Movies/TV

Steven Universe – Back to the Barn Review


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Back to the Barn is a great Pearl episode. It is probably the best one since Sworn to the Sword, and it finally expands on an implication that fans have been picking apart since The Return. That is to say that we finally receive direct confirmation that Gems are in fact mass produced. Again, like its predecessors, the success of this episode is in part due to Peridot’s chemistry with one of our main characters, but instead of Steven, it’s Pearl that she works off of this time. This is not a combination that I would have expected to work well off one another, but they prove to be more effective as a pairing than I could have anticipated.

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As a duo, I was concerned that Peridot and Pearl might be too similar. Both are high strung intellectuals, and their previous interactions tended to err on the side of being rather irritating. The episode kicks off with Peridot and Steven providing an explanation of what the Cluster is to the Gems. They conclude that, in order to deal with the threat, they will need to construct a vessel capable of withstanding the conditions of the Earth’s interior. Peridot starts breaking apart appliances in order to salvage components, but Steven points out that they can use the resources from the barn, like they did back in Space Race. However, as they prepare to design the craft, Peridot dismisses the possibility of Pearl aiding in its construction, stating that that isn’t what Pearls are for. Ever since Jasper called her a “lost, defective Pearl,” fans have been speculating about the potential class-like structure of the home world. This was hinted at again back in Friend Ship, but this is the first time the show has explicitly stated that this is the case. Peridot reveals that Pearls are essentially made-to-order servants with no real expertise. She insists that she is the only one fit to lead the development of the subterranean craft since Pearls are made for taking orders, whereas she was designed to be a technician. With neither one willing to work alongside the other, Steven suggests that they each design a robot as a form of competition to see who is the more capable engineer.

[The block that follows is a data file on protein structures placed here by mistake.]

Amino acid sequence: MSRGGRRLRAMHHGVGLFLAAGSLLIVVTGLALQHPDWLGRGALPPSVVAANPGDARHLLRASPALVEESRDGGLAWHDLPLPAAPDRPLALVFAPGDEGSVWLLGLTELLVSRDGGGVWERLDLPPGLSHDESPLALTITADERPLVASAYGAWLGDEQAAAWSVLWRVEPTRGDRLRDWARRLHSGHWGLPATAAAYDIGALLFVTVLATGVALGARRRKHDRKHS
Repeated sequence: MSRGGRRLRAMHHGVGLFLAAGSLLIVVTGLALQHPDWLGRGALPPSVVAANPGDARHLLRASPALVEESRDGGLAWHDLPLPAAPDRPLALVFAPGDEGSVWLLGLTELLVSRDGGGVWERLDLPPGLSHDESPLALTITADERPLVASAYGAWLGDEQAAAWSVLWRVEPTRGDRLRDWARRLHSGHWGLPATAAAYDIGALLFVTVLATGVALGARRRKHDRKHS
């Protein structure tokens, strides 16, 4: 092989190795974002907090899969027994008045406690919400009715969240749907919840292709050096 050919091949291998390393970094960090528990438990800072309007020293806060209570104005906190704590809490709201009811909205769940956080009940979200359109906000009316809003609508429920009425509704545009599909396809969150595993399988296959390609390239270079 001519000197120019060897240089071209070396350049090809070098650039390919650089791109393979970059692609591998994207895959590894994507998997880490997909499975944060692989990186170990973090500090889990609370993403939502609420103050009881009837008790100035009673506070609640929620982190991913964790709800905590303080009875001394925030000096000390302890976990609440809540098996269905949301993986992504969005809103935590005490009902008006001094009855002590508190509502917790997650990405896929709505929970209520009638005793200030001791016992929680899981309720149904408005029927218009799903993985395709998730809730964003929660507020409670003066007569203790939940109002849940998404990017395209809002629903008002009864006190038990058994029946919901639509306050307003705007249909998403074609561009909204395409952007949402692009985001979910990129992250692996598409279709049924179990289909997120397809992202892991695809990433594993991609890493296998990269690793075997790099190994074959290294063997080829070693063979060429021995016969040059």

Puny Gem.

Puny Pearl.

They are both able to quickly assemble giant mechanized suits for the competition, and what follows is essentially a lengthy gag reel of them competing with one another in various challenges. It runs a bit long, but given the fact that most of the jokes land rather solidly (One of the challenges is won by a tree), that’s a relatively minor complaint. The competition ends up being a draw, but Peridot refuses to accept that she and Pearl are on the same level. Pearl finally snaps, going from frantic and annoyed to outright angry, catching even Garnet and Amethyst by surprise as she begins assaulting Peridot’s mech and even punching her in the face. Peridot is ultimately able to defeat Pearl’s robot though, and she proudly declares her victory. She is taken aback, however, when the rest of the Gems rush over to support and congratulate Pearl. Steven explains to her that, for all Peridot’s insistence that Pearl is just a “common Pearl,” that just makes all of Pearl’s accomplishments all the more extraordinary. She ultimately seems to learn her lesson, though I feel the episode might have worked a bit more effectively had it ended about a minute earlier. Peridot seems a bit too quick to take the lesson to heart, and her attempts to mend fences at the end seem to come about a bit too quickly for my liking. Still, it was interesting to see Peridot interact with one of the Gems in a one-on-one manner, and I am curious to see if Steven Universe plans to force her into interactions with Garnet and Amethyst as well.

Before I wrap up, a few Notes and Nitpicks:

  • “I AM A PEARL!” *Punch!* …So what do you think the odds are that one of the writers for this show might be an Atop the Fourth Wall fan?
  • “Stop it! Giant robots shouldn’t fight!”
  • I’m wondering what the intended purpose behind Rubies, Sapphires, and Amethysts might be. If I were to guess, Sapphire would make sense as a strategist, and Ruby and Amethyst may have been intended as foot soldiers.

Back to the Barn is an effective and particularly humorous episode that may not provide much in terms of reveals, but serves to provide confirmation of a long standing fan theory. Although the underlying message about not assuming one is inherently superior over others may be a bit basic, it works well enough in context, though Peridot may be a bit too quick to admit her mistake for it to feel completely natural. Nonetheless, it is a great episode for Pearl that informs on the basis of many of her insecurities.

Steven Universe - Back to the Barn Review

Final Thoughts

Back to the Barn is a witty and humorous episode that informs on the underlying motivations of one of our main characters, and provides more information on the nature of society on the home world.

Overall Score 4.5 Excellent

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